The Mutyh base excision repair gene influences the inflammatory response in a mouse model of ulcerative colitis

Ida Casorelli, Tania Pannellini, Gabriele de Luca, Paolo Degan, Federica Chiera, Ivano Iavarone, Alessandro Giuliani, Alessia Butera, Monica Boirivant, Piero Musiani, Margherita Bignami

Research output: Contribution to journalArticlepeer-review


Background: The Mutyh DNA glycosylase is involved in the repair of oxidized DNA bases. Mutations in the human MUTYH gene are responsible for colorectal cancer in familial adenomatous polyposis. Since defective DNA repair genes might contribute to the increased cancer risk associated with inflammatory bowel diseases, we compared the inflammatory response of wild-type and Mutyh-/- mice to oxidative stress. Methodology/Principal Findings: The severity of colitis, changes in expression of genes involved in DNA repair and inflammation, DNA 8-oxoguanine levels and microsatellite instability were analysed in colon of mice treated with dextran sulfate sodium (DSS). The Mutyh-/- phenotpe was associated with a significant accumulation of 8-oxoguanine in colon DNA of treated mice. A single DSS cycle induced severe acute ulcerative colitis in wild-type mice, whereas lesions were modest in Mutyh-/- mice, and this was associated with moderate variations in the expression of several cytokines. Eight DSS cycles caused chronic colitis in both wild-type and Mutyh-/- mice. Lymphoid hyperplasia and a significant reduction in Foxp3+ regulatory T cells were observed only in Mutyh-/- mice. Conclusions: The findings indicate that, in this model of ulcerative colitis, Mutyh plays a major role in maintaining intestinal integrity by affecting the inflammatory response.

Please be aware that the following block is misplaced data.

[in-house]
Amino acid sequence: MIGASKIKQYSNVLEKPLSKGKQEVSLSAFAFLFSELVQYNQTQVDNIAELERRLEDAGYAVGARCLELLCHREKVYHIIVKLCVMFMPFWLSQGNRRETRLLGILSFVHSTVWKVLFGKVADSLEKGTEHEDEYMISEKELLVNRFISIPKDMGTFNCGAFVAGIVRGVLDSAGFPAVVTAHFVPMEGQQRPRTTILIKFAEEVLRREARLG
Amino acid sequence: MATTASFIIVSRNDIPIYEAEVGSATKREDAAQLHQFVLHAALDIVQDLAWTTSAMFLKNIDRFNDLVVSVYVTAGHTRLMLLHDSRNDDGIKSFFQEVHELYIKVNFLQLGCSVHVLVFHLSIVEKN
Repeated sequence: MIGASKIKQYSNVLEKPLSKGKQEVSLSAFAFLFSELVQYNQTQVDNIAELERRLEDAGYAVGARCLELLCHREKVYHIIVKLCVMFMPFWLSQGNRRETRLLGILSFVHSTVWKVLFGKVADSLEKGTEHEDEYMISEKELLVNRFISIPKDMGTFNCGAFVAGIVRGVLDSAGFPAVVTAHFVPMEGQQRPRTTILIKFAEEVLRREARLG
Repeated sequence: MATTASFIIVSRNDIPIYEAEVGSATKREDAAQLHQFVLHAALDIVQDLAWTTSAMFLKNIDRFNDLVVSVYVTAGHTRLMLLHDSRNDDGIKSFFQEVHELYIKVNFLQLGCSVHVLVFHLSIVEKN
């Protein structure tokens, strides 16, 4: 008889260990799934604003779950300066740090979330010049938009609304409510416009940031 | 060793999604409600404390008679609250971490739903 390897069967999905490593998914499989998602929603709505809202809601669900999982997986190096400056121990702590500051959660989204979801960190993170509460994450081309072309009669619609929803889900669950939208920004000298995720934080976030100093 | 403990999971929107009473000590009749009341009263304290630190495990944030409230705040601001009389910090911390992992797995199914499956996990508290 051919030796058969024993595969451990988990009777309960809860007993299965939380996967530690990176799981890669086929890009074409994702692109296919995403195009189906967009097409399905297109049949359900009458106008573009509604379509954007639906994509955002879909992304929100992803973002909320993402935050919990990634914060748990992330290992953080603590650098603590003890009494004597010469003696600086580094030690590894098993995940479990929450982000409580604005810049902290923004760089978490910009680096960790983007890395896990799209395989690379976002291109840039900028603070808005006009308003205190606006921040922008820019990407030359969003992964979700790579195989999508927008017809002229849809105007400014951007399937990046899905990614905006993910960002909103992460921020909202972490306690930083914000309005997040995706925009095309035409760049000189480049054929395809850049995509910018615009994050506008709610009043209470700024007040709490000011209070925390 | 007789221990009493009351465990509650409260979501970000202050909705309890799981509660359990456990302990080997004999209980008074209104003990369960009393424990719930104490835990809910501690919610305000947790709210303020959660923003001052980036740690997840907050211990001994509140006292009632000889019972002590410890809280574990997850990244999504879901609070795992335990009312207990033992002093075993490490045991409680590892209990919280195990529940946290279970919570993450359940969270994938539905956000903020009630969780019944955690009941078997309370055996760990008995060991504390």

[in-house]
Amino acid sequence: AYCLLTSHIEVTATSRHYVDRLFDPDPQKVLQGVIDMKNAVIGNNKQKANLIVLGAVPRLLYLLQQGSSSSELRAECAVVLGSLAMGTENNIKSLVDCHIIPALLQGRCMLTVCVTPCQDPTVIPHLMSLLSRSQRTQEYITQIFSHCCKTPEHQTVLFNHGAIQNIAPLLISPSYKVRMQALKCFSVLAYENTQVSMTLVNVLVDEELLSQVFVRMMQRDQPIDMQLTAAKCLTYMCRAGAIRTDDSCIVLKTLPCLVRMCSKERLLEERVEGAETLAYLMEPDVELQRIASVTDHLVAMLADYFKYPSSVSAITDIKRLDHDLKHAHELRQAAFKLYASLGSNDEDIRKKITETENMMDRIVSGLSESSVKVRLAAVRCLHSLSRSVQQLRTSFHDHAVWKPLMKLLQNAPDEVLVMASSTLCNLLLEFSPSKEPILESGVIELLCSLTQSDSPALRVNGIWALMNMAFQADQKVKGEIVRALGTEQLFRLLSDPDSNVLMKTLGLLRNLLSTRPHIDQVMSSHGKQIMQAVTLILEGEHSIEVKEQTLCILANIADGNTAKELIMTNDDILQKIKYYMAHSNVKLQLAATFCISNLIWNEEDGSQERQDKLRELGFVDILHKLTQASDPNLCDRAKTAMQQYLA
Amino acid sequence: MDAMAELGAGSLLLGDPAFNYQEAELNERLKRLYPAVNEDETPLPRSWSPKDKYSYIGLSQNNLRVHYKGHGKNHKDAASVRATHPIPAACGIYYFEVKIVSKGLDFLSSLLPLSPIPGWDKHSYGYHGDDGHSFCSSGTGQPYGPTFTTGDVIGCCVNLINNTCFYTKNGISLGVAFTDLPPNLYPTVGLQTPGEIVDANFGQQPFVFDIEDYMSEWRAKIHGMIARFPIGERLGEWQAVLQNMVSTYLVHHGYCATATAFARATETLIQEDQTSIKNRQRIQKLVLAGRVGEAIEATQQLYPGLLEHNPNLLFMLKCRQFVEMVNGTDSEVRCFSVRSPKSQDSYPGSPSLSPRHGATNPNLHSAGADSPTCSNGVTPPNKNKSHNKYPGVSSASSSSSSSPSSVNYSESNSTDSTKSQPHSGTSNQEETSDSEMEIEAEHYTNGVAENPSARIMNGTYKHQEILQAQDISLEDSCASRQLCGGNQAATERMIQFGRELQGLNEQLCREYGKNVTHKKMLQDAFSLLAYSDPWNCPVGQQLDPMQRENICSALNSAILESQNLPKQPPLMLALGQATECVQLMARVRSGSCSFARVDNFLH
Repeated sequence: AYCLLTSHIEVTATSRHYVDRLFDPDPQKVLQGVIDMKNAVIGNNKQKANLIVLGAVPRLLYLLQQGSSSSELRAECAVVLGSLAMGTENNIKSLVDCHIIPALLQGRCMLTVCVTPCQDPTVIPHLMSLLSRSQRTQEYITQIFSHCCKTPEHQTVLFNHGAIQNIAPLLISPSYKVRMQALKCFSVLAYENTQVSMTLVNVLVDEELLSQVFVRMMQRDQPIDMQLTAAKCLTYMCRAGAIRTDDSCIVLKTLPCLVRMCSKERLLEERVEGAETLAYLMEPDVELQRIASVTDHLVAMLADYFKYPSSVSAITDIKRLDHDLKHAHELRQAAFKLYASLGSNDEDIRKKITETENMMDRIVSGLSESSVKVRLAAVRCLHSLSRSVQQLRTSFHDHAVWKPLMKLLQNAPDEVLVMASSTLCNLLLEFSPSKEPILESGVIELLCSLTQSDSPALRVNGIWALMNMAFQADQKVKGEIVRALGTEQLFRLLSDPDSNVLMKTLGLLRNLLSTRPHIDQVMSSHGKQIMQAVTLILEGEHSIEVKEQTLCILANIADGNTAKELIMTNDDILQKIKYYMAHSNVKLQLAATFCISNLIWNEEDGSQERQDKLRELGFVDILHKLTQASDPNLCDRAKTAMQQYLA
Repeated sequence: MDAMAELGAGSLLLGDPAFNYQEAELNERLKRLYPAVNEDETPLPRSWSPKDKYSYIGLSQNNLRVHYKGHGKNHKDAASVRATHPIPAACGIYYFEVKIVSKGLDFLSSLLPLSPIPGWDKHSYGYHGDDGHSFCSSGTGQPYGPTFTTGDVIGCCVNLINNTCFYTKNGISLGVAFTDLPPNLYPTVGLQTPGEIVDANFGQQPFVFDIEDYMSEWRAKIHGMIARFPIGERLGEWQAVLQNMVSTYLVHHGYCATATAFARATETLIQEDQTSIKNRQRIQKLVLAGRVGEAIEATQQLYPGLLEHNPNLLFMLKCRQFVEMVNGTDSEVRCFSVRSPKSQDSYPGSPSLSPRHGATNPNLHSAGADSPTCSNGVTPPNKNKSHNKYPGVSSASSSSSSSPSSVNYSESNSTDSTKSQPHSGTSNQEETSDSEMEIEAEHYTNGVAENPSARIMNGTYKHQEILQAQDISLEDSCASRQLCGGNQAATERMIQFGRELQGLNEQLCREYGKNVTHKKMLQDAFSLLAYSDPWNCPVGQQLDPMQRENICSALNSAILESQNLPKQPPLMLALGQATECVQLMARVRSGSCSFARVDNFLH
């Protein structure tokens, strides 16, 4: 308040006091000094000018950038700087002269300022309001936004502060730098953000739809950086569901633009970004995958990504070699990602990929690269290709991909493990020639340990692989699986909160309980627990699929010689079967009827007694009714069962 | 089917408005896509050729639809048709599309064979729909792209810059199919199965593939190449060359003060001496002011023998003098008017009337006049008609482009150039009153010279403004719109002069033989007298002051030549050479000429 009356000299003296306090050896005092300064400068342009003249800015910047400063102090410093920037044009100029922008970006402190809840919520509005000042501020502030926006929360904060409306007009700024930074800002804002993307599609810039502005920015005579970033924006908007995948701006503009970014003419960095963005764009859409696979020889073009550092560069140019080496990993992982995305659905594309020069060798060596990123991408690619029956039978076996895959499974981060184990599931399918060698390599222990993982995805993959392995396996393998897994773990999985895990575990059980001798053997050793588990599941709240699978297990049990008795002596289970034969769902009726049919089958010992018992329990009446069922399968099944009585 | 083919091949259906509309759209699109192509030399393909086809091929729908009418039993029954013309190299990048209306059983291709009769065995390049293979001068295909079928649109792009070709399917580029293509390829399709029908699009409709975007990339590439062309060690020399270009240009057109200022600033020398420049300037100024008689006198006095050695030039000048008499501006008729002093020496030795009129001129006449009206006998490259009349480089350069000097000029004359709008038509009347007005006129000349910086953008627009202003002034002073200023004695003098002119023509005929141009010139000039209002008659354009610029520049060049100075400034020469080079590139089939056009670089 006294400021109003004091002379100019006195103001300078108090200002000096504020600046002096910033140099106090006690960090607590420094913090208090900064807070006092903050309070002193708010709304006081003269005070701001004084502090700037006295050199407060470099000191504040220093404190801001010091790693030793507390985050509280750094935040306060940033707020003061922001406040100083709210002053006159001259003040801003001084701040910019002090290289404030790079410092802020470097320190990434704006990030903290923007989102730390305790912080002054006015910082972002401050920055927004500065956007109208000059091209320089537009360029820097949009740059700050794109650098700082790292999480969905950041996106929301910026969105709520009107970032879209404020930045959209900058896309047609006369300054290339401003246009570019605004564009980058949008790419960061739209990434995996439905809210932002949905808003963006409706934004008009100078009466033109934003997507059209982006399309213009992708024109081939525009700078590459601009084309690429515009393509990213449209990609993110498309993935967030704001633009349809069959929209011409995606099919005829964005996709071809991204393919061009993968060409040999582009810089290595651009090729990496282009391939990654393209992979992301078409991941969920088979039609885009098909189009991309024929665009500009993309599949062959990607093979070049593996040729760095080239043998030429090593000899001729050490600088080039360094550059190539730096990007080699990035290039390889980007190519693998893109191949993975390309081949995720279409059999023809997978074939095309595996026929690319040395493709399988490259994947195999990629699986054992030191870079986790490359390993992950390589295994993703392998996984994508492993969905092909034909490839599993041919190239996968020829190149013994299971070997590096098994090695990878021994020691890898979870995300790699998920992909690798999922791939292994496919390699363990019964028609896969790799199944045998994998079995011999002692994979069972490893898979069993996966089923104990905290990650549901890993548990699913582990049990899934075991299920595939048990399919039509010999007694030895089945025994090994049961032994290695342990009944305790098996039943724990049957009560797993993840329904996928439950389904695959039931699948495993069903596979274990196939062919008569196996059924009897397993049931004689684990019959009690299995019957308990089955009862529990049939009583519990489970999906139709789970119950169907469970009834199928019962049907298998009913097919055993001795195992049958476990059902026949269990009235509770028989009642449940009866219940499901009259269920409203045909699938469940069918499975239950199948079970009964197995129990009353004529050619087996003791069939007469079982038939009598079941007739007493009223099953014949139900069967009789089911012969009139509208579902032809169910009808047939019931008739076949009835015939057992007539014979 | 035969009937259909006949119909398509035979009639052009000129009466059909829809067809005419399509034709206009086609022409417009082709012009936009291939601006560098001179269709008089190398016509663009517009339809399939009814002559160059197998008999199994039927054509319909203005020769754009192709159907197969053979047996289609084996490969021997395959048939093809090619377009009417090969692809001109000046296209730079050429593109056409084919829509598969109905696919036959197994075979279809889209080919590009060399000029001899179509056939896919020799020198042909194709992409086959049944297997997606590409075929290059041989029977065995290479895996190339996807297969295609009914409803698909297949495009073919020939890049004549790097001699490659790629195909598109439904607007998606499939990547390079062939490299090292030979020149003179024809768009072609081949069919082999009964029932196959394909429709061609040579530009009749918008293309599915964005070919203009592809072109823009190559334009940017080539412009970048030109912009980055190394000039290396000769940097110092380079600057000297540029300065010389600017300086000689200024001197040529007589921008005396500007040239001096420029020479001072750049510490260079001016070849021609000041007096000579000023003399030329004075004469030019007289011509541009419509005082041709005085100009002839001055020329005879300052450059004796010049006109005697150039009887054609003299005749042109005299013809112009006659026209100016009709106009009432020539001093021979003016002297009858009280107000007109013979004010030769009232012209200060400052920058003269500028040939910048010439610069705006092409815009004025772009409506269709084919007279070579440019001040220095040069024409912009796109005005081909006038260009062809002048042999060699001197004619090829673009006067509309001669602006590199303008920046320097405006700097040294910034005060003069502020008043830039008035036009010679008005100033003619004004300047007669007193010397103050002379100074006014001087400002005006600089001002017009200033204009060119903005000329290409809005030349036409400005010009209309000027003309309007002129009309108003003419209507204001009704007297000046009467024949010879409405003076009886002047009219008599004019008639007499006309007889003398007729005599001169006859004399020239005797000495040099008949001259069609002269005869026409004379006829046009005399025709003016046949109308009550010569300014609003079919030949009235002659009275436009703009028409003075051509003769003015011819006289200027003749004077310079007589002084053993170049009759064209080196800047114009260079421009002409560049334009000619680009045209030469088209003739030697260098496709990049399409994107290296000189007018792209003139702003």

Original languageEnglish
Article numbere12070
JournalPLoS One
Issue number8
Publication statusPublished - 2010

ASJC Scopus subject areas

  • Agricultural and Biological Sciences(all)
  • Biochemistry, Genetics and Molecular Biology(all)
  • Medicine(all)


Dive into the research topics of 'The Mutyh base excision repair gene influences the inflammatory response in a mouse model of ulcerative colitis'. Together they form a unique fingerprint.

Cite this